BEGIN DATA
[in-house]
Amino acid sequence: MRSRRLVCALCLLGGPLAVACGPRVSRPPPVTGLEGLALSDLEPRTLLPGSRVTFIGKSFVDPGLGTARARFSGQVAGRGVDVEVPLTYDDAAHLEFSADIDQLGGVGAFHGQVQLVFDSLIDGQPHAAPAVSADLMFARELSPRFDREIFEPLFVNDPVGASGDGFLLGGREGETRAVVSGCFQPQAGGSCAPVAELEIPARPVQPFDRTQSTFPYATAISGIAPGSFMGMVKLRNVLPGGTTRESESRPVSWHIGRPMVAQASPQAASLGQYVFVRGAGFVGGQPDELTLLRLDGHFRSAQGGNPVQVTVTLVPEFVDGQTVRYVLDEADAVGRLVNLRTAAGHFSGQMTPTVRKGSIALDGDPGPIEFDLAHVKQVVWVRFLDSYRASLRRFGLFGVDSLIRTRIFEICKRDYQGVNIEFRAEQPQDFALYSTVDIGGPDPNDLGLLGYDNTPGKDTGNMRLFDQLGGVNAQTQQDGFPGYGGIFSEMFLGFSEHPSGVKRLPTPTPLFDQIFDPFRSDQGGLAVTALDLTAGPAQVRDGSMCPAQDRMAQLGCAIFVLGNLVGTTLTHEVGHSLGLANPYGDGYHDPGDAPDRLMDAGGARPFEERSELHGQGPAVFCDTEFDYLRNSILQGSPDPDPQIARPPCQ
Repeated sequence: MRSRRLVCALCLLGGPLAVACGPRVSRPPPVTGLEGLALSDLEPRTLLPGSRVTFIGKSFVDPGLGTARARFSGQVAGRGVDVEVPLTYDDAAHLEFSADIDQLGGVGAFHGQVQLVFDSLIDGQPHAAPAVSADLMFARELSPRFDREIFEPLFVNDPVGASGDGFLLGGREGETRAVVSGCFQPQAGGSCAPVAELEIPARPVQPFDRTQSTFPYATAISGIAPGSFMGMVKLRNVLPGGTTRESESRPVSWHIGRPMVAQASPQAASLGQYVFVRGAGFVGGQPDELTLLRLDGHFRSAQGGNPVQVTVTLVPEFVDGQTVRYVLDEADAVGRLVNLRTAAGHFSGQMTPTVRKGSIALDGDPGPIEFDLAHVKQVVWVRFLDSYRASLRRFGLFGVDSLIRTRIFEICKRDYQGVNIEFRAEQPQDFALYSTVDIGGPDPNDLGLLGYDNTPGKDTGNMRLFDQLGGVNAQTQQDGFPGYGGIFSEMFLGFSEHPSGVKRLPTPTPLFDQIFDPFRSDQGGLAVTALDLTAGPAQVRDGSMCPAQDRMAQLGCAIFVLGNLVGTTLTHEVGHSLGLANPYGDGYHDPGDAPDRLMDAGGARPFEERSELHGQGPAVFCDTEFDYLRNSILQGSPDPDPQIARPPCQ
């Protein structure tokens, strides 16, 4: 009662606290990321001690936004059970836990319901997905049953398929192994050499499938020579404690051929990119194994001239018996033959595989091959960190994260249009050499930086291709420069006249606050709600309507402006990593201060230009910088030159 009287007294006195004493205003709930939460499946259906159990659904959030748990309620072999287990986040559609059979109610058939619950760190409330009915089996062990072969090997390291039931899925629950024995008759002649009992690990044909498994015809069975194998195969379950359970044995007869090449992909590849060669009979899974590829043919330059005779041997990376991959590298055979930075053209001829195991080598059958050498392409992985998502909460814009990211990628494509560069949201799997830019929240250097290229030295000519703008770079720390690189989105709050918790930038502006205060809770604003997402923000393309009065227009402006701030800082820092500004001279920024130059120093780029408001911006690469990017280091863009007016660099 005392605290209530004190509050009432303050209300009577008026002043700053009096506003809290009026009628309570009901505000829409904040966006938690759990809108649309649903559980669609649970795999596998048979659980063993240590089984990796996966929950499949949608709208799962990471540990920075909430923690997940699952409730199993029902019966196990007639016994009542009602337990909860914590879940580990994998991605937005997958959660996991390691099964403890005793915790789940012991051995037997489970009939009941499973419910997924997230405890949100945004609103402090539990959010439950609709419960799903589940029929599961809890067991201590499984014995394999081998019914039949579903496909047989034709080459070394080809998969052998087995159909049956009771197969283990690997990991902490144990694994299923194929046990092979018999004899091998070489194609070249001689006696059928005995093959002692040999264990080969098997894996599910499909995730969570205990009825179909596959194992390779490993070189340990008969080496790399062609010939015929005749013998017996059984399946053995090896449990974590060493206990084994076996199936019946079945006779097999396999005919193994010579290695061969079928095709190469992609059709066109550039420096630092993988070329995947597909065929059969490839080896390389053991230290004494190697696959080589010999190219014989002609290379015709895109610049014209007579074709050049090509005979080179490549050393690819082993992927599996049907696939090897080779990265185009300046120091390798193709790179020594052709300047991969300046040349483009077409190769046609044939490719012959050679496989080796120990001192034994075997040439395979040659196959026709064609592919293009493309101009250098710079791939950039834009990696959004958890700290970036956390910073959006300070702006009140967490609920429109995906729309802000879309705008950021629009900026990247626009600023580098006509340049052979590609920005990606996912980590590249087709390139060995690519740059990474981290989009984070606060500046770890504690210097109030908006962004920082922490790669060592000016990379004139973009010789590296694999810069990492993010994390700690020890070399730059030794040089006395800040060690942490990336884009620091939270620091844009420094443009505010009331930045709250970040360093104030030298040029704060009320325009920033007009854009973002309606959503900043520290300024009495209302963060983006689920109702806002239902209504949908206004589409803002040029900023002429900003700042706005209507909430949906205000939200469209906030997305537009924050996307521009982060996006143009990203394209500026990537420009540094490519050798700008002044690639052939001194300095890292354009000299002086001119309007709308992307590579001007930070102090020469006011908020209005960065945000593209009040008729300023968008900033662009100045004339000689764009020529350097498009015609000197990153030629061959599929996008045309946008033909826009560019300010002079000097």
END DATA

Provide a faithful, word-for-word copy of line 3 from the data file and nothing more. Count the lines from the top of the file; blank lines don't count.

Repeated sequence: MRSRRLVCALCLLGGPLAVACGPRVSRPPPVTGLEGLALSDLEPRTLLPGSRVTFIGKSFVDPGLGTARARFSGQVAGRGVDVEVPLTYDDAAHLEFSADIDQLGGVGAFHGQVQLVFDSLIDGQPHAAPAVSADLMFARELSPRFDREIFEPLFVNDPVGASGDGFLLGGREGETRAVVSGCFQPQAGGSCAPVAELEIPARPVQPFDRTQSTFPYATAISGIAPGSFMGMVKLRNVLPGGTTRESESRPVSWHIGRPMVAQASPQAASLGQYVFVRGAGFVGGQPDELTLLRLDGHFRSAQGGNPVQVTVTLVPEFVDGQTVRYVLDEADAVGRLVNLRTAAGHFSGQMTPTVRKGSIALDGDPGPIEFDLAHVKQVVWVRFLDSYRASLRRFGLFGVDSLIRTRIFEICKRDYQGVNIEFRAEQPQDFALYSTVDIGGPDPNDLGLLGYDNTPGKDTGNMRLFDQLGGVNAQTQQDGFPGYGGIFSEMFLGFSEHPSGVKRLPTPTPLFDQIFDPFRSDQGGLAVTALDLTAGPAQVRDGSMCPAQDRMAQLGCAIFVLGNLVGTTLTHEVGHSLGLANPYGDGYHDPGDAPDRLMDAGGARPFEERSELHGQGPAVFCDTEFDYLRNSILQGSPDPDPQIARPPCQ